What is pharmacotherapy?

It is the branch of psychiatry that deals specifically with medication.  The medication used is “psychoactive”, which means that it has effects on the brain and other parts of the nervous system.

How is it incorporated into other forms of treatment?

Medication is often one component of a treatment plan that might include cognitive behavior therapy, relaxation training, nutrition counseling, family therapy, and even rehabilitation counseling, aimed at helping people get back into optimal function.  Although there are a few conditions that lend themselves to treatment that is purely psychopharmacological, most disorders are treated with an integrated, multi-disciplinary and coordinated approach.  Even when someone is receiving “only medication”, they are working with a clinician, and meeting regularly with that clinician, who is prescribing and monitoring side effects, etc.  The regular meetings may serve as supportive therapy, and even include aspects of cognitive behavioral, or more dynamic therapies.

Are there certain medications that are more effective than others for anorexia?  for bulimia?

There is no pharmacological treatment approved for anorexia in its acute phase.  However, fluoxetine (Prozac), a serotonin-reuptake inhibitor, has been found to be effective for people who have recovered normal weight after a bout with acute anorexia.  The fluoxetine helps to prevent relapse and is approved for this use by the FDA.  Some people find that anti-anxiety medications (benzodiazepines such as clonazepam or lorazepam) or other serotonin-reuptake inhibitors (which are anti-anxiety as well as anti-depressant) can help to reduce the anxiety and tension surrounding eating.  For people with especially severe anxiety or distortions in body image, an “atypical antipsychotic” such as olanzapine (Zyprexa), risperidone (Risperdal) or quetiapine (Seroquel) may be used.  However, due to significant weight gain as a side effect, most people with anorexia are not willing to try this class of medication.

For bulimia, the serotonin-reuptake inhibitors have been shown to be effective (fluoxetine or Prozac, sertraline or Zoloft, citalopram or Celexa, escitalopram or Lexapro).  Before these medications were in regular usage (pre-1980’s), the older tricyclic antidepressants (imipramine or Tofranil) were used, but they have more serious and dangerous side effects and are now very rarely prescribed.

When depression accompanies eating disorders, many antidepressants may prove effective.  These include (brand names) the serotonin-reuptake inhibitors (Prozac, Zoloft, Celexa, Lexapro), the serotonin-norepinephrine reuptake inhibitors (Effexor, Cymbalta), and older tricyclic antidepressants (Tofranil, Pamelor).  Buproprion (Wellbutrin) is NOT recommended for people with eating disorders because of the risk of seizures.

Are there any risks associated with these medications?

All medications have some side effects and some risk, but the medications used for eating disorders in this day and age are reasonably safe.  The serotonin-reuptake inhibitors have the following RARE serious side effects:  increased suicidal thinking and mania.  The COMMON side effects include decreased sexual interest (libido) and more trouble having an orgasm, increased vivid dreaming, blunting of emotions, weight gain, difficulty sleeping or increased sedation, stomach upset, headaches, enhanced effects of alcohol, and “discontinuation symptoms” such as dizziness and flu-like symptoms.  The side effects are generally considered more “nuisance” side effects, except for the two serious ones mentioned.  Of course, anyone can be allergic to a medication and this can always cause serious problems.  Also, some people on other medications can experience drug-drug interactions that can be problematic.  One should always check with the pharmacist when starting a new medication, to get a sense of what to expect.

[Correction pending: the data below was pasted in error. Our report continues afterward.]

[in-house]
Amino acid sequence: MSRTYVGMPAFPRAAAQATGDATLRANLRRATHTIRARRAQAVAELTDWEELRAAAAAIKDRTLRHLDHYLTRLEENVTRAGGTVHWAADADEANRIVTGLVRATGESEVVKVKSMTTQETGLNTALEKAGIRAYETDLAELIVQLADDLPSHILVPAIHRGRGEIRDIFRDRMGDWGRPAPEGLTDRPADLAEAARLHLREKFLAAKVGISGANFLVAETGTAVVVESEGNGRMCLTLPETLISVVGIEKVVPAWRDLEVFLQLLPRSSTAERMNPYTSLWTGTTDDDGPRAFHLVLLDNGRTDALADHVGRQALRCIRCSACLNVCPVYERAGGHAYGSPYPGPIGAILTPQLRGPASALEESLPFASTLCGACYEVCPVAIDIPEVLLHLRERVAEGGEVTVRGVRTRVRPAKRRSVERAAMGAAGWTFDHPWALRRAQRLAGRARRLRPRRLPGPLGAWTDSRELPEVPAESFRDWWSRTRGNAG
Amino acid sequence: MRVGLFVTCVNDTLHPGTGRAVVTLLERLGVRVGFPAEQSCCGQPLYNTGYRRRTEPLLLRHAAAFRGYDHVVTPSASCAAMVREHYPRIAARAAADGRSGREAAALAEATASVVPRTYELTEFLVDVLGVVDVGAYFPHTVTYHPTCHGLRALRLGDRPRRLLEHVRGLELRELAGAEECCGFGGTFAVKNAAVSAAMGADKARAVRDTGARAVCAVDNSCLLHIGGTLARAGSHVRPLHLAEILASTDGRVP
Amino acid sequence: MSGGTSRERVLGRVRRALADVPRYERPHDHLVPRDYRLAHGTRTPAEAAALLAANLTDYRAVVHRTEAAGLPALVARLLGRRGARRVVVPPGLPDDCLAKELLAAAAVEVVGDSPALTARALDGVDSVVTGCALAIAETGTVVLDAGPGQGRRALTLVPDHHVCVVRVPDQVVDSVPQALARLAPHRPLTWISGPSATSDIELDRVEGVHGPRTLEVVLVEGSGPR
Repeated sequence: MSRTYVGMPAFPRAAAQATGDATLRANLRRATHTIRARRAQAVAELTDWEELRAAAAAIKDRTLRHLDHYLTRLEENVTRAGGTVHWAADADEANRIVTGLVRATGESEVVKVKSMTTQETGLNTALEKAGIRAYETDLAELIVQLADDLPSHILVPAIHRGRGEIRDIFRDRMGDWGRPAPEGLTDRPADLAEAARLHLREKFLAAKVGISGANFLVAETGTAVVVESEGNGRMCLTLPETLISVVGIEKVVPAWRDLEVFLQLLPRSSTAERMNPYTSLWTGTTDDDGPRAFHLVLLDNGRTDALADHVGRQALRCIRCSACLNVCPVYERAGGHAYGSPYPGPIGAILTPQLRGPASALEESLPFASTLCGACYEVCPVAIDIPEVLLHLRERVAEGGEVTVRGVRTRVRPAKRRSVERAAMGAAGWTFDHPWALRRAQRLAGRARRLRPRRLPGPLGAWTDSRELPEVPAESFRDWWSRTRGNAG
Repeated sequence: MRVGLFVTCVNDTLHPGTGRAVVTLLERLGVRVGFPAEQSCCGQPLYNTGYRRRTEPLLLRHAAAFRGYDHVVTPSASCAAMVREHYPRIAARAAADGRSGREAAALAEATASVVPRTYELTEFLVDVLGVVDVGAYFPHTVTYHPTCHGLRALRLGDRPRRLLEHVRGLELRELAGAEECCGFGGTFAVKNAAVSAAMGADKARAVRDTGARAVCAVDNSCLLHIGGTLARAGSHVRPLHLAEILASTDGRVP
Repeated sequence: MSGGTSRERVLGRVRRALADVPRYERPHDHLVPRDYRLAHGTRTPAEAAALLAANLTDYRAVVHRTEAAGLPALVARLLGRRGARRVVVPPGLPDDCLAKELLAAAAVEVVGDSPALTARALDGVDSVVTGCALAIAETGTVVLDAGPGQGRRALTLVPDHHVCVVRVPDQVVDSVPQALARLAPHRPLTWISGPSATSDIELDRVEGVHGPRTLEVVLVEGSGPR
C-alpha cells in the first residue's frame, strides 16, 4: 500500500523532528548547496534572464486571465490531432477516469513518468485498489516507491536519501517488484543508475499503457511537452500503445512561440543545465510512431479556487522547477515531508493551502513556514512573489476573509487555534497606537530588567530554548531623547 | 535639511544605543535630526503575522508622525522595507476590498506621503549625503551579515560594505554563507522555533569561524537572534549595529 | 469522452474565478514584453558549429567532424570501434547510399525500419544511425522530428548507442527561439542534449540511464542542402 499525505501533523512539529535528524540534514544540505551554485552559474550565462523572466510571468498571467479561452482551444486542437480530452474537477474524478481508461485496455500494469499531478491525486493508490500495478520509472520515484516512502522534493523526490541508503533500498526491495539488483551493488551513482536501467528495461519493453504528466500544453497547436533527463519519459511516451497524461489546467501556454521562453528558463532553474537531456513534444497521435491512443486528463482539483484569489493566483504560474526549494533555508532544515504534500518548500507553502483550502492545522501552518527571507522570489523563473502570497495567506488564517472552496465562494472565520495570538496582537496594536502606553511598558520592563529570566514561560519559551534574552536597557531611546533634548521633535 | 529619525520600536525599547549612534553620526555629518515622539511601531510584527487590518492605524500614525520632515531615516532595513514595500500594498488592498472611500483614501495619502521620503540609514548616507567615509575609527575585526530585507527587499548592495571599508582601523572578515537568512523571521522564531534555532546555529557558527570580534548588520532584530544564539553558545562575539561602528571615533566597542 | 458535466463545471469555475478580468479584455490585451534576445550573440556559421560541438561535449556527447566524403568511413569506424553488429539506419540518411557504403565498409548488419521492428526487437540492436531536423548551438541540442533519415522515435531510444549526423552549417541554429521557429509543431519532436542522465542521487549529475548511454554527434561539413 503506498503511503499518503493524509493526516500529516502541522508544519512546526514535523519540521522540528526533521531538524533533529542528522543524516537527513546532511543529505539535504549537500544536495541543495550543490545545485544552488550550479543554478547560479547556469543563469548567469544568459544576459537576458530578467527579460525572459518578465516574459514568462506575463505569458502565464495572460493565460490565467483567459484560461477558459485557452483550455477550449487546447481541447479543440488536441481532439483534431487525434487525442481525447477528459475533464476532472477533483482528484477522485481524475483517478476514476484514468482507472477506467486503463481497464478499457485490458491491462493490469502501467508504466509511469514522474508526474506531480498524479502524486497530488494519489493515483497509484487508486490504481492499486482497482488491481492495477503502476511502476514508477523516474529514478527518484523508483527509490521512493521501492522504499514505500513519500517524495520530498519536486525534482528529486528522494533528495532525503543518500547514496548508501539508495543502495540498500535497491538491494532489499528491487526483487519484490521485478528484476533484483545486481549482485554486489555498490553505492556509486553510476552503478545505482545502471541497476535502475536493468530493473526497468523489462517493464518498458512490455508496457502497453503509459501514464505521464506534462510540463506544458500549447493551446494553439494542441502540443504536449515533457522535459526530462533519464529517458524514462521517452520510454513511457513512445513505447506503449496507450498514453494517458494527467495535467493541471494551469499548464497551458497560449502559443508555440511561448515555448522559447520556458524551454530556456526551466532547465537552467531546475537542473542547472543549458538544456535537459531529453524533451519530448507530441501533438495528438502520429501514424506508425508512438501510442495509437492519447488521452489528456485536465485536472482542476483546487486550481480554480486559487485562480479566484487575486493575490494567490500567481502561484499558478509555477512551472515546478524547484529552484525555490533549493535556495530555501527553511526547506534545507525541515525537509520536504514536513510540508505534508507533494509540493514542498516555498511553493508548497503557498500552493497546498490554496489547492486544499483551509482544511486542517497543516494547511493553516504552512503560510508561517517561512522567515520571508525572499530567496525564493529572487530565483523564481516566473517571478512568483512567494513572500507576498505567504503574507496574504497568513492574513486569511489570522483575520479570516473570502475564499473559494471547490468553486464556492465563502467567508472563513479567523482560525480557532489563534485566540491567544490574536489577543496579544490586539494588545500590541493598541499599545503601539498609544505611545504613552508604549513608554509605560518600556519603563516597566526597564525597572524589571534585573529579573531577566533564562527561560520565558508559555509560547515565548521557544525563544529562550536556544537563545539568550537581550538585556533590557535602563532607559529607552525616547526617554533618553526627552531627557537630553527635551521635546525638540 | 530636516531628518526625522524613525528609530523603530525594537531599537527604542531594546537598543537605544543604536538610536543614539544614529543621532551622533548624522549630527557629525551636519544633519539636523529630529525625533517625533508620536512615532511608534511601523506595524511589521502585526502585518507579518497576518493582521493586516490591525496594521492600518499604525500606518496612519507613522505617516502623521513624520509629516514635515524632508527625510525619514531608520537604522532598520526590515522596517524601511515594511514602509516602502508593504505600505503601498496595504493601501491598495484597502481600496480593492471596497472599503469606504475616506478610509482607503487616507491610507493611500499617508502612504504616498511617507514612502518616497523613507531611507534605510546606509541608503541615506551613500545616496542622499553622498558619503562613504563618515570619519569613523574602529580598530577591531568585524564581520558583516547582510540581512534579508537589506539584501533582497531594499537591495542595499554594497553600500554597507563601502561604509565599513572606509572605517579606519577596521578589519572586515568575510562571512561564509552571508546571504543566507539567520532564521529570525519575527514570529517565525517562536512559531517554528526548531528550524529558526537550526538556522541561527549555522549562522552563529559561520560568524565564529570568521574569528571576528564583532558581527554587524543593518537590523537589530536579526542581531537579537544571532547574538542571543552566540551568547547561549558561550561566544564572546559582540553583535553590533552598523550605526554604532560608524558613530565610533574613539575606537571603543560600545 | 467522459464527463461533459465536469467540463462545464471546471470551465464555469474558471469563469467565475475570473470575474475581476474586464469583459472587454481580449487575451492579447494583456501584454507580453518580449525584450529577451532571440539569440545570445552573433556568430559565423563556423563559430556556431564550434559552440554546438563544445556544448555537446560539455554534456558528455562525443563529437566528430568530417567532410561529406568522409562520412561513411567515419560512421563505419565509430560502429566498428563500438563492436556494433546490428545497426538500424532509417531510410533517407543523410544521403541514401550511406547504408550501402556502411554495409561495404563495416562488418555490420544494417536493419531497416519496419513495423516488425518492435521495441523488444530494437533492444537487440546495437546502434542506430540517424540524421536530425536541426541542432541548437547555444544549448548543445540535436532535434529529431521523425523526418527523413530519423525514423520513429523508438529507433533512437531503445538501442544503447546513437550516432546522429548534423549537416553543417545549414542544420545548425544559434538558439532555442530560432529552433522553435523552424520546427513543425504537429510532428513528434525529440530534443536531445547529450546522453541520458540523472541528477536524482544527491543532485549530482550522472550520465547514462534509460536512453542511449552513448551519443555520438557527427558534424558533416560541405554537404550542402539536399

The older, tricyclic antidepressants are much more serious, and include cardiac arrhythmias.  As previously stated, Wellbutrin should not be used in eating disorder patients due to the risk of seizures.

How long do I have to be on these medications?

There is no hard and fast rule to how long people stay on medications.  Specifically referring to the serotonin-reuptake inhibitors, it is usually recommended that one stay on them for at least 6 months, if they are to be effective.  However, this is based on data related to depression, and may not be relevant to people taking them to help with eating disorders.  The important thing is to remember to work closely with your clinician when considering discontinuing, and to taper off of the medications slowly.  Following a slow taper will not only minimize the likelihood of “discontinuation symptoms” such as dizziness and flu-like symptoms, which are uncomfortable but not dangerous, but it also will decrease the likelihood of relapse.  Some people find that they really feel better, with fewer cravings and less urge to binge or purge on medication, and they prefer to stay on them.  There is no documentation of problems with long-term medication usage.


Margaret S. Ross, MD
Director, Behavioral Medicine
Student Health Services, Boston University